“Binchester Roman Fort is a scheduled ancient monument. It is a criminal offence to disturb a scheduled ancient monument by carrying out works without Scheduled Monument Consent, or causing reckless or deliberate damage to the monument. To offer best protection, public access to the excavated parts of the Fort is managed and controlled in accordance with a Deed of Guardianship with Durham County Council. This means that, as Guardians, Durham County Council must allow access to the site, but are able to do so in such a way as protects and preserves the site for the future. The property will be sold subject to this Deed of Guardianship.”
Now that’s settled, we may all sleep safely in our beds.
Unremarkable and utilitarian buildings and furniture
Moving our reporting of consistory court judgments from the weekly round-up has permitted the inclusion of further comment and background context, and this week’s post Church to burn Union Flags looked at the disposal of a number of flags, banners and other redundant or dilapidated items from a church in South Bersted, which “now lies within the creeping conurbation of Bognor Regis”. In addition to ensuring the proper disposal of these flags (i.e. by incineration) the Chancellor considered that for items such as these which were of negligible financial or other value and could not be considered as “church treasures”, it was not necessary to follow the recommendation of the Court of Arches in Re St Lawrence, Oakley with Wootton St Lawrence that faculties for disposal cases should be heard in open court. Nevertheless, we did not cover Re St Richard Crowborough  Chichester Const Ct, Mark Hill Ch, an important point of which is that it is used by a “small but vibrant church community”, as is evident from its website.
Re-tuning church bells
Similarly, we noted the Deputy Chancellor’s judgment in Re St Michael Michaelchurch Escley  Hereford Cons Ct, in which he refused to allow the peal to be re-tuned partly on the grounds, inter alia, that those proposing the re-tuning “have an early-eighteenth century sound that they propose to destroy”. Whether he was right or whether he was wrong is arguable – but it’s an interesting point of view.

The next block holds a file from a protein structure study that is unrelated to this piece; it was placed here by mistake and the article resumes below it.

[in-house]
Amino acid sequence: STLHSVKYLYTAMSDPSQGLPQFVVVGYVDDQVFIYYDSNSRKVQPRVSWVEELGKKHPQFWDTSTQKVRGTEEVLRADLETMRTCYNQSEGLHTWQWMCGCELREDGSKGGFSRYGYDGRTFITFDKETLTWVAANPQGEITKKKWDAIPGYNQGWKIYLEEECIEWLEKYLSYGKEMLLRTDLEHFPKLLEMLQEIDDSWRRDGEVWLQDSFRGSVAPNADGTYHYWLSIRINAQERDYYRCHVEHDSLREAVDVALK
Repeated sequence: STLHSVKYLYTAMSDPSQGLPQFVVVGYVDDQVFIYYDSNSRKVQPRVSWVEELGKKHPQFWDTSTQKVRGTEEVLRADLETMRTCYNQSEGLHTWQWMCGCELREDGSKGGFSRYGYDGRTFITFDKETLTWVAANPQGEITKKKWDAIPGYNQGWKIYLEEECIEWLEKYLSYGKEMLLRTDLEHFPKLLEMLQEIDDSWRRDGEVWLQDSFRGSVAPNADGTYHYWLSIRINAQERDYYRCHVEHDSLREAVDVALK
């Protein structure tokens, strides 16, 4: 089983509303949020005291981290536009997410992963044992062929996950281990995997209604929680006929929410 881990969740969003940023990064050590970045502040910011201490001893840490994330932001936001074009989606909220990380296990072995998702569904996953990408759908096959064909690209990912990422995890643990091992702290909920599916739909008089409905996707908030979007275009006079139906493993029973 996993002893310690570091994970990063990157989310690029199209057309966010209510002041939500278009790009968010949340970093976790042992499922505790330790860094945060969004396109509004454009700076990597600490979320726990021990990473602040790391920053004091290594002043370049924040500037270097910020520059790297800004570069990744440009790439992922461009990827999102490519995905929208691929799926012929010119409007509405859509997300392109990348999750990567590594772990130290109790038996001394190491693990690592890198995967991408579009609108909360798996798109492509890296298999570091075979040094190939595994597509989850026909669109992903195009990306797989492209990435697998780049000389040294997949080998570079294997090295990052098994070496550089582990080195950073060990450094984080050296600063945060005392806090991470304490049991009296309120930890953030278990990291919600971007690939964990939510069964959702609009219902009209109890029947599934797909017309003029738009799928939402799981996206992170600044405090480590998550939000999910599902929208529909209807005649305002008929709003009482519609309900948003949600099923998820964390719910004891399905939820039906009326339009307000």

We summarised the recent Commons adjournment debate on the provision of burial spaces. No quick fix: but it appears that the Ministry of Justice is again turning its attention to the fact that, in some areas, the shortage of local authority graves is becoming very acute. But the oddest feature of the debate was the revelation that though the London Local Authorities Act 2007 had given London Boroughs power to disturb human remains in a grave where burial rights had been extinguished and where the intention was to increase the space for interments in the grave, no London Borough had yet adopted those powers.
- House of Commons Library Standard Note: Ethnicity and religion: Social Indicators
- House of Commons Library Standard Note: Asylum decisions: Social Indicators
- House of Commons Library Standard Note: Asylum seekers: Social Indicators
- House of Commons Library Standard Note: Faith Schools: FAQs
- Ecclesiastical Law Society: Michaelmas Newsletter and Addendum
- JW3: Do religious courts protect human rights? 16 September 2014, 6:30pm
- Liverpool University: Human Rights in the UK Media: Representation and Reality, Friday 19 September 2014, 9:00am-5:30pm
- Battle of Ideas: From Magna Carta to ECHR: do we need a British Bill of Rights? Monday 6 October 2014, 18:30-20:00
Much hilarity has been caused by the decision of the organisers of the forthcoming cricket match at the St Lawrence’s ground between an Archbishop of Canterbury’s XI and a Vatican XI to refuse the offer by Michael Claughton, an umpire of 18 years’ experience, to stand in the match. The reason for their refusal is apparently that because Mr Claughton’s great-great-grandfather was successively Bishop of Rochester and of St Albans he might not be “theologically neutral”.
Theologically neutral??? Evidently they just don’t get it. There is cricket and there is theology: and no true cricket-lover is likely to confuse their relative importance or to import the second into the first (though the reverse might not be always the case). Have they never heard of “The Lord’s People at the Lord’s Test on the Lord’s Day”?